Charles Darwin's 150+ Year Old Discovery May Help To Combat Climate Change

Jan 28, 2022by Olivia - F&F

Large-scale, monoculture tree plantations may be doing more harm to the climate than good — that’s why scientists and policymakers are investigating the ‘Darwin Effect’ and its role in helping the world achieve net-zero emissions!

Scientists & Experts Discuss The ‘Darwin Effect’

At the University of Birmingham in the UK, the world’s forestry experts have gathered for a two-day summit to discuss an obscure, little-researched phenomenon! The ‘Darwin Effect’ will be investigated by scientists and policymakers from all over the world. 

The ‘Darwin Effect’ was first established in Charles Darwin’s 1859 book, ‘On The Origin Of Species’, where he described a phenomenon occurring within forests. The English naturalist — best known for his theory of evolution based on natural selection — noticed that when planted together, a mix of plant species yield more than an area where singular species are planted individually. Experts believe this could store carbon more securely, increase biodiversity, prevent land degradation, and benefit the timber supply chain!

Green DesertsGreen Deserts

What Are ‘Green Deserts?’

Have you ever heard of ‘monoculture’ tree plantations? You’ve probably seen them out in the open, but essentially, they’re massive plantations consisting of one species of tree. From a distance, they look like dense forests — but, they’re called “green deserts”. 

Monoculture tree plantations are typically used for timber production. Over time, these plantations degrade the soil and its nutrients, destroy biodiversity, and end up becoming ecological dead zones. Monoculture tree plantations can actually emit more carbon than they absorb. Studies have shown that ​​old-growth forests store carbon for centuries, whereas monoculture tree plantations are actually net emitters of carbon. Therefore, large monoculture tree farms aren't considered a solution to climate change.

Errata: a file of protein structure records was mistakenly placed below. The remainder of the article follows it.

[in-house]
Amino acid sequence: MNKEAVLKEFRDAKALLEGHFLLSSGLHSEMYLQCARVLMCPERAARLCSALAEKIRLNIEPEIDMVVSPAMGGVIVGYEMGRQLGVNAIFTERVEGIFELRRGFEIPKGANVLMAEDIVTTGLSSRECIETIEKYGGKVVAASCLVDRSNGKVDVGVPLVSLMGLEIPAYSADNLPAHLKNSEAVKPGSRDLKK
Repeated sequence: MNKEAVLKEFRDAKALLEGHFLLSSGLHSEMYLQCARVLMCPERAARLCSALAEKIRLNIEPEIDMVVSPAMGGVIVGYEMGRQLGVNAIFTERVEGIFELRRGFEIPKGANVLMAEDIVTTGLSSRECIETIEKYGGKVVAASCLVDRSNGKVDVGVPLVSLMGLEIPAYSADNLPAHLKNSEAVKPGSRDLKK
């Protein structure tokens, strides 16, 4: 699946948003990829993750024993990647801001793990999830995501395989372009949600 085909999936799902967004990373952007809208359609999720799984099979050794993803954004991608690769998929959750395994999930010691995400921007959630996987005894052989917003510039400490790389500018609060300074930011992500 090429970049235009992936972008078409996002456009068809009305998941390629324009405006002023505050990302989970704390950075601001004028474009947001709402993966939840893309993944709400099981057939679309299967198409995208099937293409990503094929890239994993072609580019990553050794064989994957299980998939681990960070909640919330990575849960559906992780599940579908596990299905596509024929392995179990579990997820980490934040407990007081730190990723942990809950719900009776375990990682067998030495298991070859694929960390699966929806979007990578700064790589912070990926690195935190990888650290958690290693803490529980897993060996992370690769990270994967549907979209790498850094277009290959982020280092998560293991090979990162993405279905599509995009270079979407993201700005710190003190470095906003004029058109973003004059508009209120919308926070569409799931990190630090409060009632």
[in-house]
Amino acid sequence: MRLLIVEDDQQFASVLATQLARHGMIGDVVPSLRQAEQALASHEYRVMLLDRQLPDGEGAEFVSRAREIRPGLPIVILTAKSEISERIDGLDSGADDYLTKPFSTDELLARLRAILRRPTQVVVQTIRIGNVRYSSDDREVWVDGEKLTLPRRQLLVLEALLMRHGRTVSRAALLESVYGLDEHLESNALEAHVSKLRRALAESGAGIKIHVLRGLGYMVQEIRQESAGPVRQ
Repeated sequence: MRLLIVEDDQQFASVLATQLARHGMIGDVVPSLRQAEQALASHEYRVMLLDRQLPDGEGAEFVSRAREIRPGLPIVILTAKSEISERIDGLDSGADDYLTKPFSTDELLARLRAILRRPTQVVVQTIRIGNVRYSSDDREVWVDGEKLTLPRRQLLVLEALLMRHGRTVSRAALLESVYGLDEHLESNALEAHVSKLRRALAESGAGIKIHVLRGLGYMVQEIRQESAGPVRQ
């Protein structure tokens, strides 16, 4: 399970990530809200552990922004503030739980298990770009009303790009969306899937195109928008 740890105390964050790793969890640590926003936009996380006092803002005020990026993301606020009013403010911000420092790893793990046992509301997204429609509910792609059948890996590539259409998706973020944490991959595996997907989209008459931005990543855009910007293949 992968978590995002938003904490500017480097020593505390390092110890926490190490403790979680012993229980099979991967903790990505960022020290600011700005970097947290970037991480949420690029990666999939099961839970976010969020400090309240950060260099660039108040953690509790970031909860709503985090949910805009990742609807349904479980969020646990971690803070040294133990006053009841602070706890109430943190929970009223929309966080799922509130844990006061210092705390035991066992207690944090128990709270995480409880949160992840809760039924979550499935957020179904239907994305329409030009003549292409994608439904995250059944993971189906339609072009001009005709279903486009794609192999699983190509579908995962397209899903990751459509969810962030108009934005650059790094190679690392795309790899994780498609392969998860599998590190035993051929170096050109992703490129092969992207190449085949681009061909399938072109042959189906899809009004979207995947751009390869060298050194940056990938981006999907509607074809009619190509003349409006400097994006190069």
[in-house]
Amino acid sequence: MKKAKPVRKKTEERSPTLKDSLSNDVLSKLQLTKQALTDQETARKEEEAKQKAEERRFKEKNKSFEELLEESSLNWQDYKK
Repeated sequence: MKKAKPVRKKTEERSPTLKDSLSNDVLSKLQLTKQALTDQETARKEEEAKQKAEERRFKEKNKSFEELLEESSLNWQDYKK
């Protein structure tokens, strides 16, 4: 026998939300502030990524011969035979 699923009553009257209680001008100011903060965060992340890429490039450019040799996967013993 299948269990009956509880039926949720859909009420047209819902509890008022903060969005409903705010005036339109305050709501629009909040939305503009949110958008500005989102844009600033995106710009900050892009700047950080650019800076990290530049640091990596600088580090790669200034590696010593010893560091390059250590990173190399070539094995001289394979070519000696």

Tree PlantingTree Planting

‘Right Tree, Right Place, Right Purpose’

We like to believe that every single tree planted on the Earth is helping to mitigate climate change, but it’s a little more complex than that. Lately, we’ve seen lots of governments and NGO’s across the world creating bold reforestation commitments: for example, China pledged to plant new forests the size of Belgium until 2025.

These ambitious reforestation pledges are fantastic, but according to lead conference organiser Professor Christine Foyer, “reforestation is a potent tool for climate crisis mitigation — but forests are like complex machines with millions of meshing parts. Poorly-informed tree planting can cause ecological havoc, particularly if there is no commitment to diversity”. This is why experts are calling for more focus on planting the right tree, in the right place, with the right purpose!

Mixed ForestMixed Forest

Planting Diverse Forests Is Essential To Reach Net-Zero Emissions!

In the modern age of greenwashing, it’s all too easy for tree-planting schemes to promise carbon offsets with each tree planted in the ground — but as we outlined previously, it needs to be the right tree, in the right place, with the right purpose to produce the ‘Darwin Effect’.

Currently, “there is no human technology that can compete with forests for take-up of atmospheric carbon dioxide,” said Professor Rob MacKenzie.

This is why planting genetically diverse, mixed and irregular forests could help to maximise the absorption and storage of carbon, which is essential to mitigate the climate crisis. The nutrients create big, luscious forests, more resilient to disease!

It’s clear that research into the ‘Darwin Effect’ is gaining traction! This little-researched phenomenon could help us understand how to plant ‘better’ forests that absorb and store more carbon, increase biodiversity, and prevent ecological dead zones. 

Research like this is essential to help the world reach net-zero emissions while restoring our precious biodiversity! For more interesting examples like this, head to the Eco News category and check out the blogs below.

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